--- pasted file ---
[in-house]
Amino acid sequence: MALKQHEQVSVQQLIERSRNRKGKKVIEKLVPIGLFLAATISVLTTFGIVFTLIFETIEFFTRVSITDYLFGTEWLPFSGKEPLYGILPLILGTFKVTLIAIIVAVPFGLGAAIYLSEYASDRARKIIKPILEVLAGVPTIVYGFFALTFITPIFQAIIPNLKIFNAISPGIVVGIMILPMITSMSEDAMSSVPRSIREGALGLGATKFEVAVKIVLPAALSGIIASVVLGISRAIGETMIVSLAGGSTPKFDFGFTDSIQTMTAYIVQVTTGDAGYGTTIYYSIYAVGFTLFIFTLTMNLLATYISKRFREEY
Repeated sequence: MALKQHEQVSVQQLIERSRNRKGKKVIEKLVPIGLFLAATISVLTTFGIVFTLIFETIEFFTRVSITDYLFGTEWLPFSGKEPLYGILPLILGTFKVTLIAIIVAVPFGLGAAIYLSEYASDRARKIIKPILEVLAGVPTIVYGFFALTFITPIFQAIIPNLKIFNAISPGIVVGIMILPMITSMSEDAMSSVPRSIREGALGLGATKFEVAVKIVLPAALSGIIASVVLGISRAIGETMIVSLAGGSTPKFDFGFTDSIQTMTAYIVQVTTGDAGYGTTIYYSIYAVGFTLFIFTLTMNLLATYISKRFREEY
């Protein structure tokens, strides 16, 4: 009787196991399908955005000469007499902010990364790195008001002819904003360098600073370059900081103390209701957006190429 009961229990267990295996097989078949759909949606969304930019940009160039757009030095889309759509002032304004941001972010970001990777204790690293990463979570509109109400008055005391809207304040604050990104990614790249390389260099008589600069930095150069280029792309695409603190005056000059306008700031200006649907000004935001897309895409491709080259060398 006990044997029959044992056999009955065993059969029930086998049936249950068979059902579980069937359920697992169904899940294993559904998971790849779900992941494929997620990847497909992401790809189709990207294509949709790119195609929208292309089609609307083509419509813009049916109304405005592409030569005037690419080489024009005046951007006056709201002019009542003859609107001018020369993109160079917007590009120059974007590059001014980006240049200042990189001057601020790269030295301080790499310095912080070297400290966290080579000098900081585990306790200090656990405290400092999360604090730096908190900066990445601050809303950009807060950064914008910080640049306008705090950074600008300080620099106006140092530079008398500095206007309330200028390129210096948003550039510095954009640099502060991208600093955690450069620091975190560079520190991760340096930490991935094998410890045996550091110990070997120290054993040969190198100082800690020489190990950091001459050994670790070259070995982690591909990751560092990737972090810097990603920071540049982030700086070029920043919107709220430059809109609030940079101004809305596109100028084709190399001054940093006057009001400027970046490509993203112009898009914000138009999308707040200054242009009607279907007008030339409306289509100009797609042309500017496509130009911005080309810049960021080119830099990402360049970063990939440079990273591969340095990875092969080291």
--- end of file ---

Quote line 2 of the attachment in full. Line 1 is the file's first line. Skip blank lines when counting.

Amino acid sequence: MALKQHEQVSVQQLIERSRNRKGKKVIEKLVPIGLFLAATISVLTTFGIVFTLIFETIEFFTRVSITDYLFGTEWLPFSGKEPLYGILPLILGTFKVTLIAIIVAVPFGLGAAIYLSEYASDRARKIIKPILEVLAGVPTIVYGFFALTFITPIFQAIIPNLKIFNAISPGIVVGIMILPMITSMSEDAMSSVPRSIREGALGLGATKFEVAVKIVLPAALSGIIASVVLGISRAIGETMIVSLAGGSTPKFDFGFTDSIQTMTAYIVQVTTGDAGYGTTIYYSIYAVGFTLFIFTLTMNLLATYISKRFREEY